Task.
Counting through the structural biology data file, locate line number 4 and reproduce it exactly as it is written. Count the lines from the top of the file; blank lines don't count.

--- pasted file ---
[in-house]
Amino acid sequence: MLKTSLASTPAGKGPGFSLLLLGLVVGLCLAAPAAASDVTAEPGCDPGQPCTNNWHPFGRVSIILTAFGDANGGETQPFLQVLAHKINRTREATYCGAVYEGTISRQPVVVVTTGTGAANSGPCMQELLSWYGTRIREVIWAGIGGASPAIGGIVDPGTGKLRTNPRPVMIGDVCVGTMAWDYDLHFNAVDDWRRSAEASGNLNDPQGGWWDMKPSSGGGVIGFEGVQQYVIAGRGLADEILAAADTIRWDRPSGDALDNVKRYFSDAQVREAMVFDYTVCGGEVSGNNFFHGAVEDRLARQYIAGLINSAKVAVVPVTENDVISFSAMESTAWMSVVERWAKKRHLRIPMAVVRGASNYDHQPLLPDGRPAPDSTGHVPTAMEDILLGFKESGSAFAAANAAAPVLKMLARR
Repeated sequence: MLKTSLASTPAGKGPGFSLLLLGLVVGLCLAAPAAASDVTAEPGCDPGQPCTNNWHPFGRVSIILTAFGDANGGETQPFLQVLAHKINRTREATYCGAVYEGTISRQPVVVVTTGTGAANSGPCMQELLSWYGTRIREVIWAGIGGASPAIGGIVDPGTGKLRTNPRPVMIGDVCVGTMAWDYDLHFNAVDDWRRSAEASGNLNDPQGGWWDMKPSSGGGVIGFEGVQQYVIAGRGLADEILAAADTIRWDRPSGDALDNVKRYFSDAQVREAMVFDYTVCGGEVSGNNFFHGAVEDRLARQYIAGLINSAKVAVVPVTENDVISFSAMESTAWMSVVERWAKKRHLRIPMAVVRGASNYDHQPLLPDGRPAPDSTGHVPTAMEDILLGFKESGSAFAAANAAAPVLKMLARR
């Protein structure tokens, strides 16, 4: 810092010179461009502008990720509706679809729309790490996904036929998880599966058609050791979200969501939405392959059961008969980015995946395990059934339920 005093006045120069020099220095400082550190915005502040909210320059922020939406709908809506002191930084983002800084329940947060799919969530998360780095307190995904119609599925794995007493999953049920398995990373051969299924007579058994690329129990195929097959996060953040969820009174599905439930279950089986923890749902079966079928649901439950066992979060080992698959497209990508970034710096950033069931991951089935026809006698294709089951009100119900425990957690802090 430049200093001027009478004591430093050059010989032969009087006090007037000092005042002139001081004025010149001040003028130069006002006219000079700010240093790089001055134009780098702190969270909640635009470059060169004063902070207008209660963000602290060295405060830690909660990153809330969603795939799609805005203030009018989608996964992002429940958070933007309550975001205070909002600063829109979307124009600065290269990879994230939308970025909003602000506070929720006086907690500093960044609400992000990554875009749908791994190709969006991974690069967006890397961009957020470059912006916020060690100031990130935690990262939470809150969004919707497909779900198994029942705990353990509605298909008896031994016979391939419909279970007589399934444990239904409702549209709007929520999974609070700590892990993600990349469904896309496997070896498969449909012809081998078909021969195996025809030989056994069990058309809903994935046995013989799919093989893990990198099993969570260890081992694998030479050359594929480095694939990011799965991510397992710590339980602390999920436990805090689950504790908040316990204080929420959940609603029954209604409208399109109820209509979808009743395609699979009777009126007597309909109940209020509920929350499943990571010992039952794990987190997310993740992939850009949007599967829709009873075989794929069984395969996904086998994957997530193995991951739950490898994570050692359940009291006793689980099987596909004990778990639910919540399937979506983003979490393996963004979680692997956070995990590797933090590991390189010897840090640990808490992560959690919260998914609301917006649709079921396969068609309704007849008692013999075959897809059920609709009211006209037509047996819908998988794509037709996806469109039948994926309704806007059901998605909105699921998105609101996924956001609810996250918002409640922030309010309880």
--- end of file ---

């Protein structure tokens, strides 16, 4: 810092010179461009502008990720509706679809729309790490996904036929998880599966058609050791979200969501939405392959059961008969980015995946395990059934339920 005093006045120069020099220095400082550190915005502040909210320059922020939406709908809506002191930084983002800084329940947060799919969530998360780095307190995904119609599925794995007493999953049920398995990373051969299924007579058994690329129990195929097959996060953040969820009174599905439930279950089986923890749902079966079928649901439950066992979060080992698959497209990508970034710096950033069931991951089935026809006698294709089951009100119900425990957690802090 430049200093001027009478004591430093050059010989032969009087006090007037000092005042002139001081004025010149001040003028130069006002006219000079700010240093790089001055134009780098702190969270909640635009470059060169004063902070207008209660963000602290060295405060830690909660990153809330969603795939799609805005203030009018989608996964992002429940958070933007309550975001205070909002600063829109979307124009600065290269990879994230939308970025909003602000506070929720006086907690500093960044609400992000990554875009749908791994190709969006991974690069967006890397961009957020470059912006916020060690100031990130935690990262939470809150969004919707497909779900198994029942705990353990509605298909008896031994016979391939419909279970007589399934444990239904409702549209709007929520999974609070700590892990993600990349469904896309496997070896498969449909012809081998078909021969195996025809030989056994069990058309809903994935046995013989799919093989893990990198099993969570260890081992694998030479050359594929480095694939990011799965991510397992710590339980602390999920436990805090689950504790908040316990204080929420959940609603029954209604409208399109109820209509979808009743395609699979009777009126007597309909109940209020509920929350499943990571010992039952794990987190997310993740992939850009949007599967829709009873075989794929069984395969996904086998994957997530193995991951739950490898994570050692359940009291006793689980099987596909004990778990639910919540399937979506983003979490393996963004979680692997956070995990590797933090590991390189010897840090640990808490992560959690919260998914609301917006649709079921396969068609309704007849008692013999075959897809059920609709009211006209037509047996819908998988794509037709996806469109039948994926309704806007059901998605909105699921998105609101996924956001609810996250918002409640922030309010309880």